Then the babies were finally home with us and Bella's hemangioma began to ulcerate and we would experience periods where it would bleed profusely, which scared the living daylights out of us. We were fortunate to have an amazing pediatrician, who also doubled as a dermatologist. During one of the visits in which I took Bella by myself, Dr A asked "so how are you and Tim holding up?" and I couldn't help but start sobbing. I told him about our huge fight over breast feeding and how I just felt like we were at each other's throats constantly, mainly due to severe sleep deprivation. Nothing, and I mean, nothing can prepare you for life with newborn twins....everyone can give you all the advice they want but until you've lived it, you just can't appreciate it. Dr A then confided in me that he and his wife (who have 4 children) almost divorced during their first year of parenthood. He said it was the toughest year of their marriage by far. Then he said "if your marriage can survive the first year of parenthood, your marriage can survive anything". I didn't know whether to laugh or cry...every time I thought we had gotten through a rough stage of marriage, here was another person telling me "oh, you ain't seen nothing yet until you've gone through _____(fill in the blank)".
After a couple more years, our marriage was finally getting back on stable ground and then Garrett and Landon came along and surprised us (our therapist likes to refer to them as our "disastrous miracle"). Initially, we were shocked, then excited and then we both kinda got stuck in the "oh shit" phase, where we realized how close to the breaking point we became after our 1st set of twins. What would happen after the 2nd set of twins? I don't think we've ever come out of the "oh shit" phase...we kinda got stuck here. Although we don't take ourselves as seriously as we used to when Cole and Bella were first born. There was one day specifically where before Cole and Bella were potty trained and we had all 4 kids in diapers, it seemed like we were running an assembly line, changing diapers every hour. I knew it was bad when we were actually trying to out-do each other with "I changed 4 poopy diapers in the last hour" and "oh yeah? how fast were you? I changed 4 poopy diapers in 10 minutes yesterday...and got puked on 10 different times, to boot...can you top that??"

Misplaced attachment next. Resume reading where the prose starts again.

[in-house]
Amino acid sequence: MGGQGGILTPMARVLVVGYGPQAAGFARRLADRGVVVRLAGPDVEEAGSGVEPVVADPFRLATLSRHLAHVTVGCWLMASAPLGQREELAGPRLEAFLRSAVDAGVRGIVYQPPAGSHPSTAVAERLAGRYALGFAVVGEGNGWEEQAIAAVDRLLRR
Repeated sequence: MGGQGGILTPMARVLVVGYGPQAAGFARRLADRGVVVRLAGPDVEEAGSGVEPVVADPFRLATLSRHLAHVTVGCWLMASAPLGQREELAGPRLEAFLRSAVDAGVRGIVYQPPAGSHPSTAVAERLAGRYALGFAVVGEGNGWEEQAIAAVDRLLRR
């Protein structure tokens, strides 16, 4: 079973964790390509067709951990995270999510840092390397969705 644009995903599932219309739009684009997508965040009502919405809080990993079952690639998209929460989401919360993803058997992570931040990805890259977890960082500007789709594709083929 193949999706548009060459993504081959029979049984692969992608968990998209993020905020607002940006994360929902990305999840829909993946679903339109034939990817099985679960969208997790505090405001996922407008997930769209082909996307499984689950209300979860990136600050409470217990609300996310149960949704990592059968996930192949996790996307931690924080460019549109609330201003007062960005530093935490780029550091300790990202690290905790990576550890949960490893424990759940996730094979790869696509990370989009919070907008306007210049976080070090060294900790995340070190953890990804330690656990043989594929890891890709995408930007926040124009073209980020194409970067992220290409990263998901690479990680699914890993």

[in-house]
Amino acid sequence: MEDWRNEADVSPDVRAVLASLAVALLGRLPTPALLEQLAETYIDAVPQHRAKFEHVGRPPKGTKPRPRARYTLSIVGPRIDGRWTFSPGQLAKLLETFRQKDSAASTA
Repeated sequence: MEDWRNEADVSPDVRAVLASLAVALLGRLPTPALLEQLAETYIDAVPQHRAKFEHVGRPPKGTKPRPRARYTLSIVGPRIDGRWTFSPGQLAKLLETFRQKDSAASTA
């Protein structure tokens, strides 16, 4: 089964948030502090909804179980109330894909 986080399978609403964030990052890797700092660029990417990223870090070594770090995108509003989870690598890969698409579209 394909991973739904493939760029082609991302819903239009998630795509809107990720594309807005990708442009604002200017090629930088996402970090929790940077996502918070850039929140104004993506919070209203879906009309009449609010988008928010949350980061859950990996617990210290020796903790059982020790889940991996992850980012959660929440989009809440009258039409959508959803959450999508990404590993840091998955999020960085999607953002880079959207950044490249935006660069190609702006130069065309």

I guess it's good that we still have our humor....I'm sure we would've killed each other by now without it. Of course I still have days where I find myself looking at real estate online to see what I could afford if I were to split with all 4 kids...and I know it's bad when I think of Tim's brother and his wife who share custody of her son with her ex-husband and Tim and I say "they have it totally made...they have every other week off from childcare responsibilities".
I was talking to a good friend the other day on the phone and venting to her about something Tim did and she said "well, considering everything you've both been through together, it's amazing you've gotten this far".....and with that, I had to agree.